Knowledge and power

Francis Bacon said that “knowledge is power”, but if an employer delegates the power to dismiss to a manager, to what extent is that manager deemed to have knowledge of all the relevant facts?  Accordingly to the Court of Appeal, a manager undertaking a dismissal is not deemed to know everything that is known to the employer generally, or all its employees.  John Moore reports.

In this article...


The background

In order for a dismissal to be fair, an employer must have a ‘potentially fair reason’ for dismissal under section 98(1) of the Employment Rights Act 1996 (ERA), and must demonstrate that it acted reasonably in dismissing the employee for that reason.  The relevant test is set out in section 98(4) of the ERA and is whether: "... the employer acted reasonably or unreasonably in treating [the reason for dismissal] as a sufficient reason for dismissing the employee” and this must be “determined in accordance with equity and the substantial merits of the case."

The employment tribunal must also decide whether the employer’s decision to dismiss was within the ‘range of reasonable responses’ open to a reasonable employer in those circumstances. 

Furthermore, a tribunal is only permitted to take into account facts known to the employer at the time it took the decision to dismiss.
In the case of Orr v Milton Keynes Council , the Court of Appeal had to grapple with the thorny question of what a dismissing manager is deemed to know when making the decision to dismiss – as an agent of the employer, should he or she be imputed with all the relevant facts which were known to the employer generally as a ‘body corporate’; or, is the fairness of the dismissal assessed on the basis of the information available to the individual dismissing manager, at the time of the dismissal, even if relevant facts were deliberately concealed from that manager?

The facts

Mr Orr was employed by Milton Keynes Council as a youth worker.  Against the express instructions of his manager, Mr Orr discussed with some young people the details of a recent sexual assault.  During a later discussion with his manager, Mr Madden, about his working hours, Mr Orr had become rude and truculent towards Mr Madden.

The Council commenced disciplinary proceedings against Mr Orr, overseen by a group manager, Mr Cove.  A full investigation was carried out, and Mr Madden’s statement formed a significant part of the evidence against Mr Orr.  Mr Orr did not attend the disciplinary meeting.

Mr Orr was summarily dismissed for the two incidents set out above. It was not until after the decision to dismiss had been made that it was discovered that Mr Madden had concealed from the dismissing officer that

  1. the conversation in which Mr Orr had been rude to Mr Madden was sparked by an underhand attempt by Mr Madden to reduce Mr Orr’s working hours; and
  2. during the course of the altercation, Mr Orr started to use Jamaican patois and Mr Madden had said: “You lot are always mumbling…I can’t understand a word you lot are saying.”

An Employment Tribunal found that, although the comments made to Mr Orr regarding his use of patois were racist, the dismissal was fair because it was a reasonable response to what was known to the dismissing officer at the time.  The Employment Appeal Tribunal upheld the tribunal’s decision, and Mr Orr appealed to the Court of Appeal.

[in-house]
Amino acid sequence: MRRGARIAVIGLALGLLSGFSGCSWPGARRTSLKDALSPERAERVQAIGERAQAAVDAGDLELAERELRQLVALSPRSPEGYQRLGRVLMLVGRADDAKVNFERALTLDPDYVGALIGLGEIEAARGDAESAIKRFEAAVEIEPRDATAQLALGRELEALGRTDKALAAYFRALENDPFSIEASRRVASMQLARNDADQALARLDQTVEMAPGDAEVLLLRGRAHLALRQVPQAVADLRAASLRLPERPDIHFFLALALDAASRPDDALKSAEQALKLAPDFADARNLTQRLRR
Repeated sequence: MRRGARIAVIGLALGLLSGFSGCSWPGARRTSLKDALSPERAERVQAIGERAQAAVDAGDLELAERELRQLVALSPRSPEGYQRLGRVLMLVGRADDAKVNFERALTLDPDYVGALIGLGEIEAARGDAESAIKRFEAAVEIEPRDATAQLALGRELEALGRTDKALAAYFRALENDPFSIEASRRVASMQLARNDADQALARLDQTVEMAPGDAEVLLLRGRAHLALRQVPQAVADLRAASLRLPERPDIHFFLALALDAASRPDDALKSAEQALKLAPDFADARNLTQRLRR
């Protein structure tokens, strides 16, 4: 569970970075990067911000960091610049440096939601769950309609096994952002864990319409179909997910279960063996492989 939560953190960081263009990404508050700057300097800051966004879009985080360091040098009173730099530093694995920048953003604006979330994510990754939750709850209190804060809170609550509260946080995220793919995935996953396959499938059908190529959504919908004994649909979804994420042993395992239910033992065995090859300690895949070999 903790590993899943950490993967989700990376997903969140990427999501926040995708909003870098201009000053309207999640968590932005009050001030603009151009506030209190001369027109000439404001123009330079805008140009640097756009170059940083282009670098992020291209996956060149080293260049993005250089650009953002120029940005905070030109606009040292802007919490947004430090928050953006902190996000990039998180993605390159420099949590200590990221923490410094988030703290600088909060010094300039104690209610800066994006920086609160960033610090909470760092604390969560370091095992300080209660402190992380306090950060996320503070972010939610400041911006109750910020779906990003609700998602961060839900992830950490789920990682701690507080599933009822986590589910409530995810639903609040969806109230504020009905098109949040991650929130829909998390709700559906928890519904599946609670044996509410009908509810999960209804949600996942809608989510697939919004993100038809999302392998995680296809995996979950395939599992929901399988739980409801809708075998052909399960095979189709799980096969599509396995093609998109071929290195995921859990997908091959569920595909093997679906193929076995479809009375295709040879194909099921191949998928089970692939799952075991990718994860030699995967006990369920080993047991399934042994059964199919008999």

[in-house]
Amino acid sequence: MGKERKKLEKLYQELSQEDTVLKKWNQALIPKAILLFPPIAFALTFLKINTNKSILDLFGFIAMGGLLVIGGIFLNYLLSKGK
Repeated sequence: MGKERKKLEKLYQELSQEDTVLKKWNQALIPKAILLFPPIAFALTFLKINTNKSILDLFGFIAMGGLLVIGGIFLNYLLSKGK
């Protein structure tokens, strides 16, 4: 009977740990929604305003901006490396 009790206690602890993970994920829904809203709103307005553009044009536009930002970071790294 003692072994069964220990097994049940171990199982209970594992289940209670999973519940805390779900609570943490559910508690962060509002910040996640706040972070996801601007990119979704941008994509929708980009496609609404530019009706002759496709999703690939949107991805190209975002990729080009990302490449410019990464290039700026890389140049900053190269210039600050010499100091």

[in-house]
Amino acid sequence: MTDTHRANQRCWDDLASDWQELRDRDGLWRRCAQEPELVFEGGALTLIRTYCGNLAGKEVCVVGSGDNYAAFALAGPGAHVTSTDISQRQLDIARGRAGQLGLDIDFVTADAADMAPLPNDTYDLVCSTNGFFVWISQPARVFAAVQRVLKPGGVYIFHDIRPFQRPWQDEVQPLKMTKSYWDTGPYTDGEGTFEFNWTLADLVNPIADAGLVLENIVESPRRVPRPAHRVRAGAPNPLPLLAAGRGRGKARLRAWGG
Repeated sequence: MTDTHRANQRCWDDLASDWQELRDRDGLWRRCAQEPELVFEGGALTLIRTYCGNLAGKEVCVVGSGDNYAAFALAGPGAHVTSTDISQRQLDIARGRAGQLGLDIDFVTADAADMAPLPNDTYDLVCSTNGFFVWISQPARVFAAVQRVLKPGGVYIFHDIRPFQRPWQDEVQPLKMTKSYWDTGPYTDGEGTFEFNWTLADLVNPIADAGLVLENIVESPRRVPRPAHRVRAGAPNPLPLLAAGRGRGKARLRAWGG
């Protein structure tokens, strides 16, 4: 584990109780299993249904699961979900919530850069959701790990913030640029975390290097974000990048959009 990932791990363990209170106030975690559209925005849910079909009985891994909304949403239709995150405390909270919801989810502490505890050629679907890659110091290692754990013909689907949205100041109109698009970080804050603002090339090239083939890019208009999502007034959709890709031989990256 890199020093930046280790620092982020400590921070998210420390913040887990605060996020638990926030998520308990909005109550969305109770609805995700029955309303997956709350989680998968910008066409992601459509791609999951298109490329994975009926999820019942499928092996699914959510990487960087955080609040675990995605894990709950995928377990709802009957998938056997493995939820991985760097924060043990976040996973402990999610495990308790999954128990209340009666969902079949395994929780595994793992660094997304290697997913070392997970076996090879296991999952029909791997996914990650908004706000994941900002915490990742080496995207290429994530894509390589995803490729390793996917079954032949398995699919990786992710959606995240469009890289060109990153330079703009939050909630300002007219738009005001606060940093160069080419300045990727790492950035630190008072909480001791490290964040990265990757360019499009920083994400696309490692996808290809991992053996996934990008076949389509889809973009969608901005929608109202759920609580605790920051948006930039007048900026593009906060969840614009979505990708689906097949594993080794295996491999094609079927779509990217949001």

The decision

The Court of Appeal rejected Mr Orr’s appeal and held that Mr Orr’s dismissal was fair.

In reaching its decision, the Court came to the following conclusions

  • the Council had undertaken as full and fair an investigation as was reasonable in the circumstances
  • it had been entitled to accept Mr Madden’s evidence
  • the decision to dismiss had fallen within the ‘band of reasonable responses’ available to the Council
  • for practical reasons, it must be the dismissing manager’s knowledge of matters at the time of the dismissal which is relevant.  Even if another senior employee is aware of facts that would exonerate an employee, this knowledge cannot be imputed to the dismissing manager.  Although section 98 of the ERA requires ‘the employer’ to act reasonably, this does not mean that all the employer’s employees are deemed to be of one mind when making a decision to dismiss; it is only the actual knowledge of the individual manager making the decision to dismiss that is relevant.

The Court of Appeal noted, as an aside, that the ERA must be interpreted in a manner that makes it capable of practical application in the workplace, regardless of the size of the employer.  Accordingly, for large employers, it must be workable for them to delegate day-to-day employment decisions to an appropriate manager.

What does this mean for me?

This decision is good news for employers, as it confirms that the level of knowledge required for a dismissing manager to make a decision to dismiss is limited to their own actual knowledge, following a fair and reasonable investigation.  If a dismissing manager were required to uncover facts which another manager had deliberate concealed, then this would place a huge burden on the investigation.

However, it is important to note the Court of Appeal’s comments regarding the fairness and reasonableness of the Council’s investigation.  The Court of Appeal may well have come to a different conclusion if the investigating manager had ‘closed his mind’ to the possibility that information had been concealed from him – for example, if he had reason to suspect that Mr Madden’s evidence may have been unreliable.  This highlights the importance of ensuring that a thorough and fair investigation is carried out, so that an employer may confidently rely on the facts available to the manager to whom it has delegated the decision to dismiss.

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